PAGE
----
Street harassment story:
Street harassment in Morocco is one of the hardest things to get used to. At all times of the day I will have boys and men calling out to me, trying to get my attention. Sometimes (during the day) it is fairly civil, more of a way of acknowledging a young woman as she passes by. During the night, however, it can turn really rather nasty. This is a story of how I coped with some of the more unpleasant night-time cat calls.
To begin, I will let you in on an established fact: I really enjoy laughing. Unfortunately, my laugh is rather loud and precocious. Any current or ex housemate of mine can tell you just how loud that laugh really is. So when I am trying to be, ah, polite, or moderately sociable, I try to keep it under wraps. This is much more impossible than it sounds.
Anyways, back to harassment. If you are a girl, and you are walking the street in Morocco, especially just after dark, you get a lot, I mean A LOT of harassment. “hey babe, I want to *u** you all night long” “I see you and I love you” “your body is so hot, my tongue will burn!” etc etc. American (read: non-Moroccan) girls attract a tamer kind of cat-call (in my experience). I would say this is simply due to first the language barrier, but also to the novelty and otherness of being a foreigner. To contrast, my host sister is tall, beautiful, and well formed. All of which translates to her being targeted constantly for some of the most obnoxious harassment. And a young woman can’t really tell them no or to knock it off, as any sort of reaction is seen as encouragement. So we just have to ignore it, and most of the time, its fine. If you act as though the boys/men do not exist, then they will leave you alone, as clearly you aren’t interested.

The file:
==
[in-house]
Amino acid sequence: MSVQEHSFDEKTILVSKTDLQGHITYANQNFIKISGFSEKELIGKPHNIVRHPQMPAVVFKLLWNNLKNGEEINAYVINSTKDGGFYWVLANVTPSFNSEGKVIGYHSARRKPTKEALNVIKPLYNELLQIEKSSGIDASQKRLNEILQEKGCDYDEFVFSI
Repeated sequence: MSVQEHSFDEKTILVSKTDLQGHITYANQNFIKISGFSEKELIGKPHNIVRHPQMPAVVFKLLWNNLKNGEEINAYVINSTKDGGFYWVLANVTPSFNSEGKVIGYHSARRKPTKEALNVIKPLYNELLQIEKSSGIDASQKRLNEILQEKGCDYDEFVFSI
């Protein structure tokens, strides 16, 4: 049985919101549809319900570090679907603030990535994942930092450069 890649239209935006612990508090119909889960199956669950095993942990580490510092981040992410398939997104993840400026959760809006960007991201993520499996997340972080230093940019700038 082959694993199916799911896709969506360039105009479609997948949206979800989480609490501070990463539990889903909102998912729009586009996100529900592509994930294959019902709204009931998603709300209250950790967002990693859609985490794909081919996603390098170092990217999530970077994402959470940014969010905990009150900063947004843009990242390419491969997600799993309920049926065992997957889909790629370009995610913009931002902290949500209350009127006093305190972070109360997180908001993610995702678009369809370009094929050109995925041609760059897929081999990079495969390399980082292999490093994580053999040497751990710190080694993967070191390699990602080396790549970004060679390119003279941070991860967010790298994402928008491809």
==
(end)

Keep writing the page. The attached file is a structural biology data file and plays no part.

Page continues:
To bring this back around to my own personal experience, usually they try to talk to me in French. Now I honestly only know about four words of French (maybe five, I have accidently been learning more since being here). However, they sometimes try English, and man o man. Broken English pick-up lines are some of the hardest lines I will ever have to pretend I haven’t heard. Too funny!
And now my story.
The other night about a week a go, I was walking in the suk (street/market) with my sister, and we had a group of about four boys following about three paces behind us, calling out all kinds of obscenities and cat calls, sometimes throwing out a few English or French phrases, just to get our attention or provoke some kind of reaction. One of the boys, poor kid, he came up to my ear and whispered “I make love you?”
It was just so funny that I couldn’t keep a strait face and I started to giggle, which is the last thing you want if you want them to leave you alone. But then the giggle turned into laughter, and then that laugh of mine just sort of exploded out of me, and my knees buckled and I crumpled in the middle of the suk laughing so hard I could hardly manage breathing. All of the shop-keepers and shoppers were looking right at me, my sister, and the four boys who had been following us. And of course, Wafaa (my sister) couldn’t help but laugh because the situation was just far to ridiculous. All of the boys were suddenly extremely uncomfortable because, of course, everyone was looking at them to know what they had done to me. And it was clear that I was laughing AT them, which completely emasculated all of their actions up to that point.
Wafaa later told me (while grinning from ear to ear) that one boy had said “see what you get when you try to go after Americans? You really want to bother with a girl who would laugh at you? leave them alone, you don’t want that”. Which was true, for the next 20 minutes, all down that street, Wafaa and I faced an enjoyable, harassment free evening. Story end.
(ps, for my family and friends: I am going to Spain this week with school. I will have lots of pictures and stories for my return, I am certain. However, this also means that for the next week I will not have internet. Don’t panic if I don’t respond. I just…won’t respond. Ha hahaha. Love you all!)